Compiling the best films list is never an easy task. Especially considering Indian films, India being the country that produces the most number of films in the world, spanning over a number of industries, based on languages from different parts of the country. There’s also the fact that some of the regional language films are not easily accessible with subtitles and like always, there would be a lot of films that might be missing from this list.
This year has been particularly strong in Tamil and Hindi (or Bollywood if you prefer) industries. But even a few of the acclaimed films from both of those industries missed spot on this list.
So here are the best Indian films of 2018 in reverse order (However, some of them on the same range are listed randomly). Some of them have premiered in festivals in the previous years but since they had the theatrical release in India only in 2018 they are also included. (By clicking on the titles which are highlighted, you can read the full review of the film.)
12. Naal (Sudhakar Reddy Yakkanti, Marathi)
Is the relation between a mother and a son only based on their biological link “Naal” (“Umbilical Cord”) or more than that? But what would be the views of a kid who makes up his mind about things form the information he is fed by the other kids and adults around him? Shreenivas Pokale owns the film with his honest portrayal as the cute Chaitya.
11. Bioscopewala (Deb Medhekar, Hindi)
An adaptation of Rabindranath Tagore’s “Kabuliwala” giving a new backstory to the titular character. The story is made closer to the art of filmmaking and the politics is also explored with the Taliban regime in Afghanistan. After many big names of India and French-Afghan filmmakers were connected with the project, it came to Deb Medhekar who succeeded in making an important and emotional version of the short story.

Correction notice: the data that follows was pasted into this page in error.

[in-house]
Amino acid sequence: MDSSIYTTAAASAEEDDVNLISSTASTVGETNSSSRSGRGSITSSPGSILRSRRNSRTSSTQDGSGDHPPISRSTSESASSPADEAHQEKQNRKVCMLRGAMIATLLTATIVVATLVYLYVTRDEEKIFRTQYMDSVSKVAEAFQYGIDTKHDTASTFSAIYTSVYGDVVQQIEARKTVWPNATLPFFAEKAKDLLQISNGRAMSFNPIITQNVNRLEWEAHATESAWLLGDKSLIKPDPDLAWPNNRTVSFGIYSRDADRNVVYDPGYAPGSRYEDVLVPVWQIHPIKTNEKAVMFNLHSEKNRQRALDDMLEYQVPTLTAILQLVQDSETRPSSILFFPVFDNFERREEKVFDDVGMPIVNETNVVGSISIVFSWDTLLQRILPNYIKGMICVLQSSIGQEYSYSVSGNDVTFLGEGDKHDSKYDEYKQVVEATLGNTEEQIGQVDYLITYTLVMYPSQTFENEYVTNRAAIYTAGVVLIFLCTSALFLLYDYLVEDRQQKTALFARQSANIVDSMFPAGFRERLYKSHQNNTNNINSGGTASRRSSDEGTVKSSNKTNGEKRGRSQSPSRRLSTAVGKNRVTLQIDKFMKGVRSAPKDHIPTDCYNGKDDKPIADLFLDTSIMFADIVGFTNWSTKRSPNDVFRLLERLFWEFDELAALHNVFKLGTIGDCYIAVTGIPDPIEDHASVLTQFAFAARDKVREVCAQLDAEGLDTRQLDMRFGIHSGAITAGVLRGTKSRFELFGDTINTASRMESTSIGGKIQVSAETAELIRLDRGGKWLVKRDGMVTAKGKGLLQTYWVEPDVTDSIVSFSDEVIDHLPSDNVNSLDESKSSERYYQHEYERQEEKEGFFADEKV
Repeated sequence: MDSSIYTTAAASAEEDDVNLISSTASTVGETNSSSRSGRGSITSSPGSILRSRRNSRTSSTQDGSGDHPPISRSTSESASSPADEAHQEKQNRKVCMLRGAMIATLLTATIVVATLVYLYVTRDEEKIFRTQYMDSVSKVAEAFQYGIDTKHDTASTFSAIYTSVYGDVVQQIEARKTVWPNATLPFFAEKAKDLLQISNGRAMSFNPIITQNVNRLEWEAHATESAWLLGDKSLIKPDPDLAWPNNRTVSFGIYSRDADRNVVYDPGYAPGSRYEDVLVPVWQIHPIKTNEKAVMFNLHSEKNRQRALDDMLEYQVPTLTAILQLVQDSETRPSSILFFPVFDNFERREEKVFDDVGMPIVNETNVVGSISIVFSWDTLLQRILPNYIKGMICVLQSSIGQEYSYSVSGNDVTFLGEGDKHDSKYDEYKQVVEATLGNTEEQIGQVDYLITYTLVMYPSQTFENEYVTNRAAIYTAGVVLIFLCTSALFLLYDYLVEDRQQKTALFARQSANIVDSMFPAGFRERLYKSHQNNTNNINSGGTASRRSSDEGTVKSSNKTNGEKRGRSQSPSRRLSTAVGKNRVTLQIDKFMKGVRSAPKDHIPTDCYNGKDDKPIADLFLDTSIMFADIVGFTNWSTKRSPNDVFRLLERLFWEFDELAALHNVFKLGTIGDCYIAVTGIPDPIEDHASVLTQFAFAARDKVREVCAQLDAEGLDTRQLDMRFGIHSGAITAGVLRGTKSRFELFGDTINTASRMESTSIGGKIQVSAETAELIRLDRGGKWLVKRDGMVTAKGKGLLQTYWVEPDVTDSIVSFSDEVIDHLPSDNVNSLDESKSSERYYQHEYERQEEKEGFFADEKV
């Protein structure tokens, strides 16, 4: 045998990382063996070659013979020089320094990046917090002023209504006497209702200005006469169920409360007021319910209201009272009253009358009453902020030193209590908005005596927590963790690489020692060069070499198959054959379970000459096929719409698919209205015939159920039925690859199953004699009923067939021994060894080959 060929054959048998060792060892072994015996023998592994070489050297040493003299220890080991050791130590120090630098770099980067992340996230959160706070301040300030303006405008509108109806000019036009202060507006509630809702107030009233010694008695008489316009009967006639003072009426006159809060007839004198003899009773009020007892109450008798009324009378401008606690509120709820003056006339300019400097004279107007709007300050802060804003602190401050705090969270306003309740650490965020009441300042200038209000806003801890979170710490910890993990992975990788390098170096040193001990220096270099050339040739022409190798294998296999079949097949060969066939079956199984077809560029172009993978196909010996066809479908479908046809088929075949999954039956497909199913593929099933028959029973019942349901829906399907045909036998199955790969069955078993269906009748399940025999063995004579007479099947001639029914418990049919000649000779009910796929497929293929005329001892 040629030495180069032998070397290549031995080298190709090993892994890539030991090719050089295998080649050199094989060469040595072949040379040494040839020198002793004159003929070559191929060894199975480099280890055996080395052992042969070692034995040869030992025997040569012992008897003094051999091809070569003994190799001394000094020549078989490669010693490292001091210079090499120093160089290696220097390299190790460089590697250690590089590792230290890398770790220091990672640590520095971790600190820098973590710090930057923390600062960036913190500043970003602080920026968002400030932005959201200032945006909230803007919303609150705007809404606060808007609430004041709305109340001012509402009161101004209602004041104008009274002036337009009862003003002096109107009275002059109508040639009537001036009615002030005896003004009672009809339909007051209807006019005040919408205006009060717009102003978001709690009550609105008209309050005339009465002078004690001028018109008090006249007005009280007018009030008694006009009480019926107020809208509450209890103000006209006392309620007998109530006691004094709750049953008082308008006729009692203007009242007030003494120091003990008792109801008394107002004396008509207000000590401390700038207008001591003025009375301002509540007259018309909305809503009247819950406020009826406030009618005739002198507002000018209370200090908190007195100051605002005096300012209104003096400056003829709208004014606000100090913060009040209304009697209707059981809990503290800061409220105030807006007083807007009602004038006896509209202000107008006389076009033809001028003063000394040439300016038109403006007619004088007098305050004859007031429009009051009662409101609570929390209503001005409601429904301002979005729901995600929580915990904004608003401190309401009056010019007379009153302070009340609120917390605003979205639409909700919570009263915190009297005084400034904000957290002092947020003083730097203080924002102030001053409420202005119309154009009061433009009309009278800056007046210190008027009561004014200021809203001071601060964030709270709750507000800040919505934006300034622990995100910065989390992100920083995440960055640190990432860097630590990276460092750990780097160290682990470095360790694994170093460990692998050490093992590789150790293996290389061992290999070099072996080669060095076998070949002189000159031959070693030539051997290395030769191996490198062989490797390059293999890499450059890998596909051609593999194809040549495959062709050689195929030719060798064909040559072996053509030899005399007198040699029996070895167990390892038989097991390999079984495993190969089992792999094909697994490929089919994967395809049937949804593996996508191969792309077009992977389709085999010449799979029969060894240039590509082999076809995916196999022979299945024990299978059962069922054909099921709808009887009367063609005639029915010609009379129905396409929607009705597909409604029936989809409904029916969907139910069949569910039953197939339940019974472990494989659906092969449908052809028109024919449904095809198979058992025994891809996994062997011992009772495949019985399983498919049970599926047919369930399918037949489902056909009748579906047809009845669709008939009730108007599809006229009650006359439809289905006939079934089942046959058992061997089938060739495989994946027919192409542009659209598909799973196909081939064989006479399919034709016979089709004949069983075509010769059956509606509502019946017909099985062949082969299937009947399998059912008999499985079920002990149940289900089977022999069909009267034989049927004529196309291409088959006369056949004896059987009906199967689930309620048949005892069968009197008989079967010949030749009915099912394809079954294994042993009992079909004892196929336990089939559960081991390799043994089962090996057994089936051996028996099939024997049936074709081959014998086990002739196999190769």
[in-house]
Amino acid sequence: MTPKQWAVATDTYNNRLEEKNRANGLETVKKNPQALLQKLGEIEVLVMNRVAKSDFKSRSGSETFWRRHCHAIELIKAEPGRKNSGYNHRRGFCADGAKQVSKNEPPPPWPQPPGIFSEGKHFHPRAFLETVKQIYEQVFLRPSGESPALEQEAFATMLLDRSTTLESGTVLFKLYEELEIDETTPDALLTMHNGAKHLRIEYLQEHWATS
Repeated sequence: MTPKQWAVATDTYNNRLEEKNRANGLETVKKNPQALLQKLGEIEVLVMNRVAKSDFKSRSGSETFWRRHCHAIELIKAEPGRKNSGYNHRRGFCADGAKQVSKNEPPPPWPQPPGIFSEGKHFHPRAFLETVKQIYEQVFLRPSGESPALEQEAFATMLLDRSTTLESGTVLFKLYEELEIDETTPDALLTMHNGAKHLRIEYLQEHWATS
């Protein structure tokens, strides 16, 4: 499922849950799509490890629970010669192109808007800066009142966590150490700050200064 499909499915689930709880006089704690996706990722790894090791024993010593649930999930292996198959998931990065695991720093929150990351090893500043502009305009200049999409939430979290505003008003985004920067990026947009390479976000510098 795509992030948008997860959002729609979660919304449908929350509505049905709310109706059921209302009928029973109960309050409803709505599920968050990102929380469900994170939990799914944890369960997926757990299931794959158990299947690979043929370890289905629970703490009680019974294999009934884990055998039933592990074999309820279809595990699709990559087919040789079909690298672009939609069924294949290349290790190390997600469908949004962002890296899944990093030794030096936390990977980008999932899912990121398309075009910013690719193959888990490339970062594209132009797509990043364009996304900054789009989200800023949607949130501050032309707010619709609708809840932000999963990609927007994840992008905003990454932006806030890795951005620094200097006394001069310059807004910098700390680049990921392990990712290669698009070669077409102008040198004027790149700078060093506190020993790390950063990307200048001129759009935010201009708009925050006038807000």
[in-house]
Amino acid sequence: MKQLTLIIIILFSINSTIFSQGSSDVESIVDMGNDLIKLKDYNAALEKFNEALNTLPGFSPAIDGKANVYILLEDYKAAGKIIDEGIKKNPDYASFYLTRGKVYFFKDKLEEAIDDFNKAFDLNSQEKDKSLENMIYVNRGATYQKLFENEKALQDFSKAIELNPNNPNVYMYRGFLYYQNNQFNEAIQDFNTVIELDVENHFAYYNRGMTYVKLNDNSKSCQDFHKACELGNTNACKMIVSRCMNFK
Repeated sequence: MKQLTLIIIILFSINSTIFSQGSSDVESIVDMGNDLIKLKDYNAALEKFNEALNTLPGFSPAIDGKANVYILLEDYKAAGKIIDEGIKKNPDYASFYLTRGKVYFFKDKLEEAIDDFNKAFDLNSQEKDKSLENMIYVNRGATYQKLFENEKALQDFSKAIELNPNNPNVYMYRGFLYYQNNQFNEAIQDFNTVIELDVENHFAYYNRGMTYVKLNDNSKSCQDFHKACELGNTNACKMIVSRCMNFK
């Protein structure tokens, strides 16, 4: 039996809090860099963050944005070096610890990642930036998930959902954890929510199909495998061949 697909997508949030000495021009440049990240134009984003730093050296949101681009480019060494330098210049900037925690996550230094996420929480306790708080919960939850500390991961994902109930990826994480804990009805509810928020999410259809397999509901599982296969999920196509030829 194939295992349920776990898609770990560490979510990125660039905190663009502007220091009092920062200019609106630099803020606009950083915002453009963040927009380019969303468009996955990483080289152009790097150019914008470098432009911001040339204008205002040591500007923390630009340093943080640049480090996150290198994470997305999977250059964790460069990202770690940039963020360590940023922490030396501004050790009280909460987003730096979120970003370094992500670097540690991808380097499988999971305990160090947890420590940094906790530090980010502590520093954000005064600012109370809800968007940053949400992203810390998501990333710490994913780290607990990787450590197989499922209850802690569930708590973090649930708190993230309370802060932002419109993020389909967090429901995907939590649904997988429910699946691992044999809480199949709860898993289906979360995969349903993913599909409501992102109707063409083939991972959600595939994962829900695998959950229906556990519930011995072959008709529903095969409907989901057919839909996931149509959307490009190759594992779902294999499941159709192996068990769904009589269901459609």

10. Chumbak (Sandeep Modi, Marathi)
“Chumbak” aka “The Lottery” is a story about the inherent goodness and innocence in the people who prefer to live a normal life, even when the whole world leads them to evil. To do the right thing in the world is more a struggle than to find a reliable livelihood to which our protagonists succumb to. Swanand Kirkire and Sahil Jadhav perform with the heart and innocence necessary for their characters.
“Manto” is a heartfelt portrait of a writer who has been much loved in the Indian subcontinent. It paints a vivid picture of a country that had just gained independence, something which it fought hard for and was almost immediately plunged into the turmoil of partition, along religious lines. The incident had a deep effect on Manto and troubled him for the rest of his life as he reluctantly left the city he loved, Bombay, to move to Pakistan. It is a sympathetic look at the riot-torn nations of India and Pakistan, through the eyes of an artist who himself deeply felt and intricately expressed the woes of Partition. Powered by a keenly observed and deeply sensitive portrayal of a writer sensitive to the turmoil around him from Nawazuddin Siddiqui and an acting ensemble that rarely ever skips a beat, “Manto” is a truly remarkable film which is going to intrigue audiences irrespective of their familiarity with the artist’s writings (Vidit Sahewala)
8. October (Shoojit Sircar, Hindi)
The Shiuli flower (Night Jasmine) that blossoms every “October” becomes the central motif in this film which is almost impossible to describe. Is it a love story? Is it just an obsession or misplaced guilt that leads the action of Dan towards Shiuli? For whatever reason it began, it soon transforms into a beautiful unspoken relationship. Varun Dhawan loses all of his Bollywood hero swag to play this moody and emotional character in his most understated and brilliant performance yet.
7. Tumbbad (Rahi Anil Barve, Hindi)
Bollywood had tried its share of period horror films. But none had come close to the creativity shown in “Tummbad”. Even with the existence of supernatural monster horror elements builds upon Hindu mythology, greed becomes the primary horror element here. Telling the story through pre-independence Brahmins, the film is also not shying away from possible political aspects. The production design and visual effects are brilliantly done which makes some of the big budget films from the country boasting those aspects look lame.
6. 96 (C. Prem Kumar, Tamil)